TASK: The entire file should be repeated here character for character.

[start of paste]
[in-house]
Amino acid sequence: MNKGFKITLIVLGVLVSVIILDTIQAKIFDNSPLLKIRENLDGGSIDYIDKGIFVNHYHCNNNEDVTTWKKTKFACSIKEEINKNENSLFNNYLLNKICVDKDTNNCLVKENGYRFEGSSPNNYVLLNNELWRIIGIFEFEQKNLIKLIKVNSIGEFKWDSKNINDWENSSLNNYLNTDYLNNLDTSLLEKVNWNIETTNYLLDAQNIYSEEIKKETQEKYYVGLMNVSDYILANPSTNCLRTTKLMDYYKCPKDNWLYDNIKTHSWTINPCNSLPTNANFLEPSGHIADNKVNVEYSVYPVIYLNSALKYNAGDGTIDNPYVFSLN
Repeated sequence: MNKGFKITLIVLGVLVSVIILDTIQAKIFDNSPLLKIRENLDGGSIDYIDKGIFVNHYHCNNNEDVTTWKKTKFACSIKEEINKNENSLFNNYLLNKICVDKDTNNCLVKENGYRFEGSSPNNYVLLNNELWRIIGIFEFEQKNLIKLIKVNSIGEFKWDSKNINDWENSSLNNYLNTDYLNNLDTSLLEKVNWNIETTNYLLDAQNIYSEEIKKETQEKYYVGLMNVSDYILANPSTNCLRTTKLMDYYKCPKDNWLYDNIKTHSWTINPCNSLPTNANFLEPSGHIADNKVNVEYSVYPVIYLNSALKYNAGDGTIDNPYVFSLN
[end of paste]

[in-house]
Amino acid sequence: MNKGFKITLIVLGVLVSVIILDTIQAKIFDNSPLLKIRENLDGGSIDYIDKGIFVNHYHCNNNEDVTTWKKTKFACSIKEEINKNENSLFNNYLLNKICVDKDTNNCLVKENGYRFEGSSPNNYVLLNNELWRIIGIFEFEQKNLIKLIKVNSIGEFKWDSKNINDWENSSLNNYLNTDYLNNLDTSLLEKVNWNIETTNYLLDAQNIYSEEIKKETQEKYYVGLMNVSDYILANPSTNCLRTTKLMDYYKCPKDNWLYDNIKTHSWTINPCNSLPTNANFLEPSGHIADNKVNVEYSVYPVIYLNSALKYNAGDGTIDNPYVFSLN
Repeated sequence: MNKGFKITLIVLGVLVSVIILDTIQAKIFDNSPLLKIRENLDGGSIDYIDKGIFVNHYHCNNNEDVTTWKKTKFACSIKEEINKNENSLFNNYLLNKICVDKDTNNCLVKENGYRFEGSSPNNYVLLNNELWRIIGIFEFEQKNLIKLIKVNSIGEFKWDSKNINDWENSSLNNYLNTDYLNNLDTSLLEKVNWNIETTNYLLDAQNIYSEEIKKETQEKYYVGLMNVSDYILANPSTNCLRTTKLMDYYKCPKDNWLYDNIKTHSWTINPCNSLPTNANFLEPSGHIADNKVNVEYSVYPVIYLNSALKYNAGDGTIDNPYVFSLN